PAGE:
David Galbraith galbrait at
Sat Aug 13 09:20:29 MDT 1994

It is nice to see Althusser discussed seriously.  It's a body of work
which seemed remarkably resistant to the techniques of reading and
appropriation which have been performed on so many of his contemporaries.

To try to look for a single concept which is "most significant" seems
to me a bit misplaced.  Gene Holland is certainly right in questioning
the concept of the break in Marx's work; it's rather more relevant,
though, to Althusser's.  His work is susceptible to periodization.  In
addition, different texts (and concepts) had very different receptions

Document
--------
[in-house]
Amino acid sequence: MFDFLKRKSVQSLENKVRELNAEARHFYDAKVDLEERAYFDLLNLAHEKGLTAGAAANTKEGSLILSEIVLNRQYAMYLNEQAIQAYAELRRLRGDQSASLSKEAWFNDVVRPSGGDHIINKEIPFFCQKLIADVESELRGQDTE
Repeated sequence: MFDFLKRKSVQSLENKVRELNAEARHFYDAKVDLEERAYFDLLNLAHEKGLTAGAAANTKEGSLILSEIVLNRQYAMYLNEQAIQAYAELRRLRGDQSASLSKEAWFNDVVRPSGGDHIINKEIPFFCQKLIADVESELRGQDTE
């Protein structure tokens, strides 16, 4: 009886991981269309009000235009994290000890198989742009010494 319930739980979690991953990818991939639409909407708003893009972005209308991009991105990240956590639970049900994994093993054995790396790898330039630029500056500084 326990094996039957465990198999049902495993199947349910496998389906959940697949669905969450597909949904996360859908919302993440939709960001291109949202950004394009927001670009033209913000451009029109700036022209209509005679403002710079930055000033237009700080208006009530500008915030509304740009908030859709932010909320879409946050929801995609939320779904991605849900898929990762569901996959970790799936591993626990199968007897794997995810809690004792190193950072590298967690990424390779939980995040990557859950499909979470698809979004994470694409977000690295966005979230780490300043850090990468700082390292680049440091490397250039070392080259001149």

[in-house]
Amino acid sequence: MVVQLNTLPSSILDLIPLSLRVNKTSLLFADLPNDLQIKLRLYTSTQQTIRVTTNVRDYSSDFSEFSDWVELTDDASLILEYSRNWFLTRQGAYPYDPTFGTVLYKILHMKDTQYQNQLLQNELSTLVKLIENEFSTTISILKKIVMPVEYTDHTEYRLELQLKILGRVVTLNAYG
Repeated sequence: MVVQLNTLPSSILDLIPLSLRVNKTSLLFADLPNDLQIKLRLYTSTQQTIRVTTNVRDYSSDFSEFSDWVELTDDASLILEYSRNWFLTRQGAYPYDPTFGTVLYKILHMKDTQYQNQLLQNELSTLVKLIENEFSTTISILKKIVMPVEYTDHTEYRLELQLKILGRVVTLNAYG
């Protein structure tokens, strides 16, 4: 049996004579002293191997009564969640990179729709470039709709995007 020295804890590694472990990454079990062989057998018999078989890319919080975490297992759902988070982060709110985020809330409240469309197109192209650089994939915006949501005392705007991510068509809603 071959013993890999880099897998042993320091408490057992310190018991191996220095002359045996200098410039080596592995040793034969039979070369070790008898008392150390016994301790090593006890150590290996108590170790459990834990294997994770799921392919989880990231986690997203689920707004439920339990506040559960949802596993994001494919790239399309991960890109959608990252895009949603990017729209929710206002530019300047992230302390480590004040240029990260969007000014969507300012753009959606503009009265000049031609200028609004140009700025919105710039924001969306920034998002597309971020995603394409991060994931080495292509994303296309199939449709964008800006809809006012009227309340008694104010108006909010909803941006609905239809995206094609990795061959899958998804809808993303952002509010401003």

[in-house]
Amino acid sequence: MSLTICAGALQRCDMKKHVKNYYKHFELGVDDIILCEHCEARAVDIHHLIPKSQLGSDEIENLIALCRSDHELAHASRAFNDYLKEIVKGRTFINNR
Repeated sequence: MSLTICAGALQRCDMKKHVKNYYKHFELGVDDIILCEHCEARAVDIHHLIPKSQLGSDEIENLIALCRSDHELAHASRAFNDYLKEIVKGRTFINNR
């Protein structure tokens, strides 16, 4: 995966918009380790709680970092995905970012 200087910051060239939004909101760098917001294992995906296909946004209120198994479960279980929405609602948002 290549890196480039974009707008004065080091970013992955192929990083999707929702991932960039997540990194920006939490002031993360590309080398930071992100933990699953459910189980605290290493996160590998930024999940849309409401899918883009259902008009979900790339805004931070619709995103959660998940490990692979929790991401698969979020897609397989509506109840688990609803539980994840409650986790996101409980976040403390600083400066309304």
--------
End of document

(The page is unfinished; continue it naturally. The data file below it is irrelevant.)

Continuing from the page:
and afterlives.  The ideology/science opposition is associated with
the early texts; the interpellation thesis with the manuscript which
ended up as the "isa" paper.  This (and the Freud/Lacan article--if
only for its metaphor of the continents, and its attempt to align his
own and Lacan's concepts of the imaginary) had the greatest impact on
cultural studies.  The earlier work enters literary studies for the
most part only in a
very mediated way, through Macherey's early sixties essays.

I understand that Althusser's writing on psychoanalysis (including his
correspondence with Lacan) has been published in France.  Does anyone
have the reference for this?
David Galbraith						(416) 585-4406
Dept. of English				galbrait at
Victoria College
University of Toronto
73 Queen's Park Cres.
Toronto, M5S 1K7, Ontario, Canada


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